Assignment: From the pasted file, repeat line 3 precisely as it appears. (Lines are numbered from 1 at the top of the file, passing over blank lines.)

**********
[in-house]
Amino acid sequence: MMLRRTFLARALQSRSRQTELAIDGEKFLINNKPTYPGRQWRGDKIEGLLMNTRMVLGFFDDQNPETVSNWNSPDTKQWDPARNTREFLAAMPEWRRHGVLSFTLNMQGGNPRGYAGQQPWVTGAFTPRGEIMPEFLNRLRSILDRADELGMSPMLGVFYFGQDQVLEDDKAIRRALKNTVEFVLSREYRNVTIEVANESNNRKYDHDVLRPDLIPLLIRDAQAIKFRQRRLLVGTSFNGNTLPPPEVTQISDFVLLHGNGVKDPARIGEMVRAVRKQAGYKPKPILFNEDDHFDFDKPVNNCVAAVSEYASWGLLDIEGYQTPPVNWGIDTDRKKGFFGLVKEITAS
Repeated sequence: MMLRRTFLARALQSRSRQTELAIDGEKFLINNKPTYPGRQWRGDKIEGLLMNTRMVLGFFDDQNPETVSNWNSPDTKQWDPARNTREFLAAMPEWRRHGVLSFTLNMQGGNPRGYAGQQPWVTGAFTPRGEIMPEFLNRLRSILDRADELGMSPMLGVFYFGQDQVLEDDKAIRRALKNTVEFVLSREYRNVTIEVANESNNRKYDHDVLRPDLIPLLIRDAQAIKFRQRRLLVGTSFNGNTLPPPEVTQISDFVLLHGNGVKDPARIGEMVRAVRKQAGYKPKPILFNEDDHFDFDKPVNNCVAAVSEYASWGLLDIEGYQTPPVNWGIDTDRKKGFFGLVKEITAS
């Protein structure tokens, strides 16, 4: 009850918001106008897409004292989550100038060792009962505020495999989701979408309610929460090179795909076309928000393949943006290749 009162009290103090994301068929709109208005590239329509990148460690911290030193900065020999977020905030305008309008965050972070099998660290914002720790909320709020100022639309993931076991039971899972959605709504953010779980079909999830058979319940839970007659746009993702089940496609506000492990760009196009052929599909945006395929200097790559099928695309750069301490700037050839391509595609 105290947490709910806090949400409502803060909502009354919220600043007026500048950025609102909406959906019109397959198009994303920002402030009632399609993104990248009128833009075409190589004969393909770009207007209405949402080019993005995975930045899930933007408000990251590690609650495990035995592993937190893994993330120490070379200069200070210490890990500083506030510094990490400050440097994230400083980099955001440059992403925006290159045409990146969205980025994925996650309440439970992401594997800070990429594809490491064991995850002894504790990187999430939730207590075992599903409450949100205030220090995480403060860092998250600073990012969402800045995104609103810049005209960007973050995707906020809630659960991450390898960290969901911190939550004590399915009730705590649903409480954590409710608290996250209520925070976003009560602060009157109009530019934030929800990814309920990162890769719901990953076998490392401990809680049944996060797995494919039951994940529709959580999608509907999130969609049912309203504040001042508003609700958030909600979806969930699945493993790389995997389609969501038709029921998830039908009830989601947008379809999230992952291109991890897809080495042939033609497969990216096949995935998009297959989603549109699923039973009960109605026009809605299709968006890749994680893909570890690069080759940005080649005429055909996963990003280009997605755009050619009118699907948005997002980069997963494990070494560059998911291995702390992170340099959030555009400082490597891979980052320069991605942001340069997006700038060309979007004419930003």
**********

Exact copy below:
Repeated sequence: MMLRRTFLARALQSRSRQTELAIDGEKFLINNKPTYPGRQWRGDKIEGLLMNTRMVLGFFDDQNPETVSNWNSPDTKQWDPARNTREFLAAMPEWRRHGVLSFTLNMQGGNPRGYAGQQPWVTGAFTPRGEIMPEFLNRLRSILDRADELGMSPMLGVFYFGQDQVLEDDKAIRRALKNTVEFVLSREYRNVTIEVANESNNRKYDHDVLRPDLIPLLIRDAQAIKFRQRRLLVGTSFNGNTLPPPEVTQISDFVLLHGNGVKDPARIGEMVRAVRKQAGYKPKPILFNEDDHFDFDKPVNNCVAAVSEYASWGLLDIEGYQTPPVNWGIDTDRKKGFFGLVKEITAS